Pho­to: Ameet Nath­wani. SANOFI

A New Fron­tier: The In­ner Ear

What happens when a successful biotech venture capitalist is unexpectedly diagnosed with a chronic, life-disrupting vertigo disorder? Innovation in neurotology.

That venture capitalist was Jay Lichter, Ph.D., and after learning there was no FDA-approved drug treatment for his condition, Ménière’s disease, he decided to create a company to bring drug development to neurotology. Otonomy was founded in 2008 and is dedicated to finding new drug treatments for the hugely underserved community living with balance and hearing disorders. Helping patients like Jay has been the driving force behind Otonomy, a company heading into a transformative 2020 with three clinical trial readouts: Phase 3 in Ménière’s disease, Phase 2 in tinnitus, and Phase 1/2 in hearing loss. These catalysts, together with others in the field, highlight the emerging opportunity in neurotology.
Otonomy is leading the way in neurotology
Neurotology, or the treatment of inner ear neurological disorders, is a large and untapped market for drug developers: one in eight individuals in the U.S. have moderate-to-severe hearing loss, tinnitus or vertigo disorders such as Ménière’s disease.1 With no FDA-approved drug treatments available for these conditions, the burden on patients—including social anxiety, lower quality of life, reduced work productivity, and higher rates of depression—can be significant.2, 3, 4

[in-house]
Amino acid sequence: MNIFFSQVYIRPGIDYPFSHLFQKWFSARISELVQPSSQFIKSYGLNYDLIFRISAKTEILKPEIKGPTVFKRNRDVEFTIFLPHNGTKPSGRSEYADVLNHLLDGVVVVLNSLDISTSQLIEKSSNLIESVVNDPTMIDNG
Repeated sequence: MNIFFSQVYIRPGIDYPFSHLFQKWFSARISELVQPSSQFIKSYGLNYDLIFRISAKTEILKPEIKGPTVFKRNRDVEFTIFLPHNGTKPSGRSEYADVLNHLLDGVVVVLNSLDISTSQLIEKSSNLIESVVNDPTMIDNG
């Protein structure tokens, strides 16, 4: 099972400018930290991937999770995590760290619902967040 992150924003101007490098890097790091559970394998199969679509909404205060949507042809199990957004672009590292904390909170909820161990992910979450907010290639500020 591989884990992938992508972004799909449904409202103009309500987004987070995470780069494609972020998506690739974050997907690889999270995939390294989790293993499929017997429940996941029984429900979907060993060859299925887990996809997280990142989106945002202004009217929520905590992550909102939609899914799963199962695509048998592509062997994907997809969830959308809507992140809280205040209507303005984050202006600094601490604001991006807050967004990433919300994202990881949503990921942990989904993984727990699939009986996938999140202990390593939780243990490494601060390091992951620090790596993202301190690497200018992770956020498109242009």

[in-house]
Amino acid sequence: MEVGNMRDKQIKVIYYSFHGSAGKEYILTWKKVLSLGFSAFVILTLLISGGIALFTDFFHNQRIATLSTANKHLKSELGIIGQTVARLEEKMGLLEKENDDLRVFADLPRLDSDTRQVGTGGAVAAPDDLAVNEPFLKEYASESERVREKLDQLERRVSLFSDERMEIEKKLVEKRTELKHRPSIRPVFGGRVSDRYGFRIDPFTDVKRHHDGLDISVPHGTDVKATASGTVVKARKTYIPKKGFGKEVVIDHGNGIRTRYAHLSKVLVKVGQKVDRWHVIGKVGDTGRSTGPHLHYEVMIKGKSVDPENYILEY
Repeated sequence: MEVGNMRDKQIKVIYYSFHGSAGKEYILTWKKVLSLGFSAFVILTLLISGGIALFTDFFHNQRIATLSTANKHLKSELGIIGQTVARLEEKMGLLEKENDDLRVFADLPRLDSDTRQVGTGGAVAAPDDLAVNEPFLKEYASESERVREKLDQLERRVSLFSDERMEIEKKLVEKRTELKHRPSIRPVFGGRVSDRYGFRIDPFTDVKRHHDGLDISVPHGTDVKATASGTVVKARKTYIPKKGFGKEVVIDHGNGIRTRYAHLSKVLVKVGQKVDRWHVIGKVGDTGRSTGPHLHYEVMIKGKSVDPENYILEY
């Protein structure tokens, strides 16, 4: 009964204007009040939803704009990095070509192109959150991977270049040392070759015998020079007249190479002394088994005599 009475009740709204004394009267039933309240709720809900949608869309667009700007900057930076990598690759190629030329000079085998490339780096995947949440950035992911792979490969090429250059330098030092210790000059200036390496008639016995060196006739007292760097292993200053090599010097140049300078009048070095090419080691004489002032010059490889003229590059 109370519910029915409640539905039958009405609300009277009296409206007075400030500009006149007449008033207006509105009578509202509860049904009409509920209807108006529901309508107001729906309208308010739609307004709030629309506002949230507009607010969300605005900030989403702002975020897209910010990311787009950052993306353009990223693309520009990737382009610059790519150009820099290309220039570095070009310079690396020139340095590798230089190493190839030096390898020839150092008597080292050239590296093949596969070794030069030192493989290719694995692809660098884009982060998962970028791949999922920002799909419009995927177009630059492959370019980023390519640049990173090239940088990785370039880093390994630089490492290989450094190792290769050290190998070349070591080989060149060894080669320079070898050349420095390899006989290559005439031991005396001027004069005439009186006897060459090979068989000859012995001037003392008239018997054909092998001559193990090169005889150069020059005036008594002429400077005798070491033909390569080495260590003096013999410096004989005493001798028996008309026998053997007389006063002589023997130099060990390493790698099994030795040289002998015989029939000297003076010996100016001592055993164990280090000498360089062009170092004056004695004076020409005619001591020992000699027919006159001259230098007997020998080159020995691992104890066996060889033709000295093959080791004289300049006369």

Joe Jimenez, Getty

Ex-No­var­tis CEO Joe Jimenez is tak­ing an­oth­er crack at open­ing a new chap­ter in his ca­reer — and that in­cludes a new board seat and a $250M start­up

Joe Jimenez is back.

The ex-CEO of Novartis has taken a board seat on Century Therapeutics, the Versant and Bayer-backed startup focused on coming up with a brand new twist on cell therapies for cancer — a field where Jimenez made his mark backing the first personalized CAR-T approved for use.

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Can we make the an­tibi­ot­ic mar­ket great again?

The standard for-profit model in drug development is straightforward. Spend millions, even billions, to develop a medicine from scratch. The return on investment (and ideally a tidy profit) comes via volume and/or price, depending on the disease. But the string of big pharma exits and slew of biotech bankruptcies indicate that the model is sorely flawed when it comes to antibiotics.